We’ve all been annoyed by irritating pop-ups before. Even with pop-ups disabled in your Chrome browser, some websites find a way to create an exception by tricking you into clicking the wrong button.
Then there are sites that create cookies to store and track your personal information. Of course, you can disable cookies entirely, but that makes it difficult to use web services like email or e-commerce.
Wouldn’t it be great to be able to customize these options on a site-by-site basis? It turns out that in Google Chrome you can. That is how.
What are content settings and why are they important?
The best part is the accessibility of these settings. Not so long ago, you had to overcome many obstacles to find something similar. Chrome now lets you change every aspect of your browsing with just a few clicks.
Accessing content settings in Google Chrome
Accessing content settings is easy. In the previous version of Chrome, you had to go to chrome://settings/content, which was difficult to remember. You can now find it in your usual Google Chrome settings.
- To edit site data and permissions, open Chrome, click the three-dot button in the upper-right corner to open the Chrome menu, then select Settings in the drop-down menu.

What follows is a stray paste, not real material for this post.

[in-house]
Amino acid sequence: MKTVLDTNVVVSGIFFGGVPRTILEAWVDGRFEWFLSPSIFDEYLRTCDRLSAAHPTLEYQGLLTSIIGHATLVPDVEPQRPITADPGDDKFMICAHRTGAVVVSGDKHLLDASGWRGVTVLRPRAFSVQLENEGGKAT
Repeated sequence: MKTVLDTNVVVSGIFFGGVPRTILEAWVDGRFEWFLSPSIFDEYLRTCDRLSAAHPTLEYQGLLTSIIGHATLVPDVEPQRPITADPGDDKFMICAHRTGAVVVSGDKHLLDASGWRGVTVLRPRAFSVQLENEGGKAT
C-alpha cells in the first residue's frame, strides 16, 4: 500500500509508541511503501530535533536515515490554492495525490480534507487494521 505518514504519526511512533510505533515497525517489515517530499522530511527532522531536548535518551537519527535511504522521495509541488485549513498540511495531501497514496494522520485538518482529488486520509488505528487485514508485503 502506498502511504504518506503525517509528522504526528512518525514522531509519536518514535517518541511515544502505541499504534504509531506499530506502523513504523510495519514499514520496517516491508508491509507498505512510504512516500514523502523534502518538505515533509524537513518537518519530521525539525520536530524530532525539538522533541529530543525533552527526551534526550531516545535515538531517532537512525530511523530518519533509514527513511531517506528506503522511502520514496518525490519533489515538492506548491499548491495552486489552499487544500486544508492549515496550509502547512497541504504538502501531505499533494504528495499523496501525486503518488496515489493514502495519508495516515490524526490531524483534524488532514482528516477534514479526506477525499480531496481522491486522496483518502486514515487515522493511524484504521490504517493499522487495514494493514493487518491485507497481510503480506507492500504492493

- Now on the Settings page, select the Privacy and Security tongue.
- There are a handful of options, including Site settings. Select it to view all content settings in Chrome.
- The settings are divided into two categories: permissions Yes Contents. Each also has an additional settings option to view advanced settings.
- Some configurations have more options. selection Cookiesit allows for example to customize the behavior of third-party cookies both in normal browsing and in incognito mode.
- The basic screen content settings are all you need to configure. selection Additional permissions it brings many advanced settings such as motion sensors and MIDI devices, which rarely come into play.
8 additional permissions
- If you are just looking to close annoying notifications from particular websites, the best way is to add them to Unauthorized ready. This disables authorization for that specific webpage, even if the setting itself is set to automatically allow it.
And that’s all there is to it. You can customize site permissions for all of the settings described in the list, from all sites to custom settings for individual sites. The changes will be saved to your Google Account, allowing you to access the same profile on any PC you sign in to.
Change content settings from Omnibar
You don’t need to go to Google Chrome settings every time you want to change content settings. The omnibar, basically the bar that contains the address field, allows you to change these settings much more conveniently.
- To get started, click on the little padlock icon next to the web page address on the omnibar. Select Site settings in the drop-down menu that appears.
- This opens the same content settings interface as before, but specific to the current website. You can now easily adjust permissions for any of the fields.